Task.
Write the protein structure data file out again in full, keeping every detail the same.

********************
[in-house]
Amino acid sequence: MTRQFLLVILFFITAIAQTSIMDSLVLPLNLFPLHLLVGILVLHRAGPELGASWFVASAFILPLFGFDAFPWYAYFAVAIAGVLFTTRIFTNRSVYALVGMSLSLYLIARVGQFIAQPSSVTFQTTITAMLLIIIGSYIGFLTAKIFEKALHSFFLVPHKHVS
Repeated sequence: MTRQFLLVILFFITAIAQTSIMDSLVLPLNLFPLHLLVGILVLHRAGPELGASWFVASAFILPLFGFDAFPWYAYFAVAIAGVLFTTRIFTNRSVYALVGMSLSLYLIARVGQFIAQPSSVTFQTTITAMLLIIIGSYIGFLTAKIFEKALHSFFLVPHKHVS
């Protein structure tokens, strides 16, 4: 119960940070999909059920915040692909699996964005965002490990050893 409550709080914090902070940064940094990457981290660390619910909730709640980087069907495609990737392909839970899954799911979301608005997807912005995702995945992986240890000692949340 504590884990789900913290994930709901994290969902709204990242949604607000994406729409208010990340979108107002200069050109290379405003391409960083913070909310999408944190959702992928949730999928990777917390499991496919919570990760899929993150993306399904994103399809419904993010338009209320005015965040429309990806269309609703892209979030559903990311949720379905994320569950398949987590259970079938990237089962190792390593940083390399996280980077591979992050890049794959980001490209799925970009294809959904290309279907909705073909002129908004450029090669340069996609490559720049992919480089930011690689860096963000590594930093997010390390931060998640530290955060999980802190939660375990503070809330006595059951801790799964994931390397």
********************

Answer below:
[in-house]
Amino acid sequence: MTRQFLLVILFFITAIAQTSIMDSLVLPLNLFPLHLLVGILVLHRAGPELGASWFVASAFILPLFGFDAFPWYAYFAVAIAGVLFTTRIFTNRSVYALVGMSLSLYLIARVGQFIAQPSSVTFQTTITAMLLIIIGSYIGFLTAKIFEKALHSFFLVPHKHVS
Repeated sequence: MTRQFLLVILFFITAIAQTSIMDSLVLPLNLFPLHLLVGILVLHRAGPELGASWFVASAFILPLFGFDAFPWYAYFAVAIAGVLFTTRIFTNRSVYALVGMSLSLYLIARVGQFIAQPSSVTFQTTITAMLLIIIGSYIGFLTAKIFEKALHSFFLVPHKHVS
């Protein structure tokens, strides 16, 4: 119960940070999909059920915040692909699996964005965002490990050893 409550709080914090902070940064940094990457981290660390619910909730709640980087069907495609990737392909839970899954799911979301608005997807912005995702995945992986240890000692949340 504590884990789900913290994930709901994290969902709204990242949604607000994406729409208010990340979108107002200069050109290379405003391409960083913070909310999408944190959702992928949730999928990777917390499991496919919570990760899929993150993306399904994103399809419904993010338009209320005015965040429309990806269309609703892209979030559903990311949720379905994320569950398949987590259970079938990237089962190792390593940083390399996280980077591979992050890049794959980001490209799925970009294809959904290309279907909705073909002129908004450029090669340069996609490559720049992919480089930011690689860096963000590594930093997010390390931060998640530290955060999980802190939660375990503070809330006595059951801790799964994931390397």